He’s a native of Ireland, raced extensively in the UK, and cast off on a round-the-world cruise. But St. Lucia-based sailor Michael Green calls the Caribbean the best place in the world to sail. “We possess perfect conditions for both big boats and dinghies. In fact, the Caribbean could hold world championships every year for fifty years and not run out of perfect bays and venues.”
Green began his sailing career in the UK at age 11. “By 16, I was competitive in a number of classes. For example, I won the UK National Under 18 Championships in 1972, and represented the UK in the World Championships and came in second.” He went on to become the European Minisail Champion and National Flying Fifteen Open Champion in Ireland in 1982.
In 1983, Green cast off from the UK and ended up in the Caribbean. Since then, when not running his Endless Summer day sail business, Green has traveled extensively to race sailboats. “I have won a number of dinghy events including the Caribbean Dinghy Championships and the St. Maarten Laser Championship. In bigger boats, I’ve placed first in class at most of the major Caribbean regattas, including Antigua Sailing Week, the St. Maarten Heineken Regatta and the Mount Gay/Boatyard Regatta. And, I’ve won a number of Caribbean match racing events, losing only once in eight years of competition to St. Thomas’ Peter Holmberg.”
Green’s match racing prowess earned an invitation to the Knickerbocker Cup in Los Angeles where he and his team ultimately finished fifth. Green then moved on to mount two Olympic campaigns. In the first, he represented Barbados in the Starr Class in Seoul, Korea, in 1988. He finished 11 th. In 1996, he represented St. Lucia in the Laser Class in Atlanta, Georgia.
More recently, Green and his team of fellow sailors flew the St. Lucian flag at the J/24 North American Championships and qualified for the 2003 Pan American Games. They finished 7 th at this event, then 5 th in J/24s at the Central American and Caribbean Games the following year.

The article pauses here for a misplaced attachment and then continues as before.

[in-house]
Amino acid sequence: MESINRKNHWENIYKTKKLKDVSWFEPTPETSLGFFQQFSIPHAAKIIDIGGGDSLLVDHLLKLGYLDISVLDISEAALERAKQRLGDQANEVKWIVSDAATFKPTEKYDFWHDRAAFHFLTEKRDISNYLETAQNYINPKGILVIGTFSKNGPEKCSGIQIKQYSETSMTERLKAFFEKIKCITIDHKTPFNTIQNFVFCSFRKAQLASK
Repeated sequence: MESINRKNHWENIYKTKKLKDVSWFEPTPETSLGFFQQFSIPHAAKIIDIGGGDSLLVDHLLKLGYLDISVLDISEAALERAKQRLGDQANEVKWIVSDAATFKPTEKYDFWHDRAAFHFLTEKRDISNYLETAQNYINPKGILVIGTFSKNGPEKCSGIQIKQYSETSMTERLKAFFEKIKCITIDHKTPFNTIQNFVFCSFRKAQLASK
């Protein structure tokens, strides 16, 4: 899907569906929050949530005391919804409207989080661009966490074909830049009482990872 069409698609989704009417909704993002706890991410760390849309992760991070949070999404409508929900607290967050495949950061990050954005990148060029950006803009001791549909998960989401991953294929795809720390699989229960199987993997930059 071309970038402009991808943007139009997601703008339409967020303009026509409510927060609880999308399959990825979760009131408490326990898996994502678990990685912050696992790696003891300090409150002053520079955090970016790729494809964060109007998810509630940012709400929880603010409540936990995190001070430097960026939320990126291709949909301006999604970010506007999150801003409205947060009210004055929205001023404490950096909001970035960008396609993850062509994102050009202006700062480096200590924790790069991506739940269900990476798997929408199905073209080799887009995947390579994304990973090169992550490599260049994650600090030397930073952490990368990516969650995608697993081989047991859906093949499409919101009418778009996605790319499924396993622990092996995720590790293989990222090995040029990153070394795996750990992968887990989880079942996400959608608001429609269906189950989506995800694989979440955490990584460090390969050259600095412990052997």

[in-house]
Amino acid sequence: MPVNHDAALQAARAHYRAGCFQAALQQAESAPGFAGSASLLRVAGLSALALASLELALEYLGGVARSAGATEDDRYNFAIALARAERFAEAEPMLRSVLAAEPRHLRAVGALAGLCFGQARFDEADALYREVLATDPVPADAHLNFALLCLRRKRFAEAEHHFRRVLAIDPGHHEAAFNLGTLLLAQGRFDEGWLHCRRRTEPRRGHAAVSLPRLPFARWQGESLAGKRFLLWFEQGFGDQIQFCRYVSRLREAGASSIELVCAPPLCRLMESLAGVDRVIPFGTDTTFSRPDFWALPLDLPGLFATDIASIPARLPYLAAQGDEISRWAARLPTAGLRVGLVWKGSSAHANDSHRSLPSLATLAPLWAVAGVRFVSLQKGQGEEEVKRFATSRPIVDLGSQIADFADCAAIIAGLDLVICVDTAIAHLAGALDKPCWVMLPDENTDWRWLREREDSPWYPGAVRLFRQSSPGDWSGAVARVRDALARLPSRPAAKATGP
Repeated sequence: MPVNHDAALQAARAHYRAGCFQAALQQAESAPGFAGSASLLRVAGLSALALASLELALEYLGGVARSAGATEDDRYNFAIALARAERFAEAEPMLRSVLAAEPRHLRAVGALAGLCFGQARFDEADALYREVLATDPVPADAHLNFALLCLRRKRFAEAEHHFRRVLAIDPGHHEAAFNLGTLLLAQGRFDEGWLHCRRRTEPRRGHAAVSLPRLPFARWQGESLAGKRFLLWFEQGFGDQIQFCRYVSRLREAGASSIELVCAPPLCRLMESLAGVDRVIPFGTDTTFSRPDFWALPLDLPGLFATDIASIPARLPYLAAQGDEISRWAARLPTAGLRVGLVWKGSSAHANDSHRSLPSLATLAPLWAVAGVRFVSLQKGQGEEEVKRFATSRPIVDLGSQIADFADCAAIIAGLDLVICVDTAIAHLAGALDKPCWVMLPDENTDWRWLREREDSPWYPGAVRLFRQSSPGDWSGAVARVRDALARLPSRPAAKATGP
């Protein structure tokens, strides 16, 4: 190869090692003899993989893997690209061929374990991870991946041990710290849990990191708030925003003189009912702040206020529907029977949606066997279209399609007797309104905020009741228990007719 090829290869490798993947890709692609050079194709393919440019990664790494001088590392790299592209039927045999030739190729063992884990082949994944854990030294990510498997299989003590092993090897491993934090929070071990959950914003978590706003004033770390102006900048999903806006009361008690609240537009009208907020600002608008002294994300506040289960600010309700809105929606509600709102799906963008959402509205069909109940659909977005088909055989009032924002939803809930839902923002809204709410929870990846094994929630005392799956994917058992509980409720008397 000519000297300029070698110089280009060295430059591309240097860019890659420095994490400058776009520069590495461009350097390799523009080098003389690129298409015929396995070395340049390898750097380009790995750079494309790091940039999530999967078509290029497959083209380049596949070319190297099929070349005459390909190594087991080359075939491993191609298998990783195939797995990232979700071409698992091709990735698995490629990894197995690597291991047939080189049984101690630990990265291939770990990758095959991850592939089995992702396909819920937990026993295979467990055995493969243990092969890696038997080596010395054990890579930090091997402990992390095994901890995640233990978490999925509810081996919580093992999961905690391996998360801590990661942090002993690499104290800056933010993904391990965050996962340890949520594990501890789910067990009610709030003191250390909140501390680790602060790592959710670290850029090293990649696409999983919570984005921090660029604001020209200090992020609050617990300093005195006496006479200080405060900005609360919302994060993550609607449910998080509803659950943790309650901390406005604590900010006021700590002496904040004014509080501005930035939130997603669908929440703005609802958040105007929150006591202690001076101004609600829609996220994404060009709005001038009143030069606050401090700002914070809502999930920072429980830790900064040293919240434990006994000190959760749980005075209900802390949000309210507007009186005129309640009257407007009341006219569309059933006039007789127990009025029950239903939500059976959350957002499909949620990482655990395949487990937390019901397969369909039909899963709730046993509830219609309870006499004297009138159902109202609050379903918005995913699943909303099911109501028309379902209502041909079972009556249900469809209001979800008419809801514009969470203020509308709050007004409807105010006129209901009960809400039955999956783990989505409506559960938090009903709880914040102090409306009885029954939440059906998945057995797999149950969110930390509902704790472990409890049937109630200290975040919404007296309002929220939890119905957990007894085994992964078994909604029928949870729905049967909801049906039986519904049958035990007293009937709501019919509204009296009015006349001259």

Green says that the last few years have brought more J/24s into St. Lucia. “In fact, we at the St. Lucia Yacht Club have five races for J/24s every second weekend and a number of boats travel to other islands to compete.”
Youth sailing, says Green, is the future of the sport. “Young sailors today should get in a program and get out and sail in as many international events as possible. The biggest problem in the Caribbean is getting the exposure of international competition.
“When I was 16, I was sailing with and against World, European and Olympic sailors every week,” he continues. “People wonder why I sail pretty well. Well, Tiger Woods isn’t the best in the world because he plays golf now and again. A number of islands have got it right – the USVI, BVI, Antigua, Trinidad, just to name a few. But, we have to get those to work together to help the ones that don’t have the finances or expertise.”
As for the future of Caribbean sailing in general, Green says, “Like most countries, we have the same old problem. That is, too many various types of boats such that we have to rely on the handicap system to work and that leads up to many problems and arguments. It goes on all over the place and has turned many sailors off spending the money and taking the time to travel to the events.
“One design is the only way to go and it worked fairly well with the Beneteaus in Barbados, the Melges up North and now the IC 24s. It’s so much more fun to go sailing when you know that you’re all competing in the same kind of boat and where you finish is where you come in – no arguments.”
After all these years, what is it about sailing that entices Green to stay in the game? “When you are brought up doing a sport and have been both good at it and enjoyed all it has to offer, then what can I say. It’s just part of your life. It’s like having a family, I guess. As long as you love it you will always want to do it.”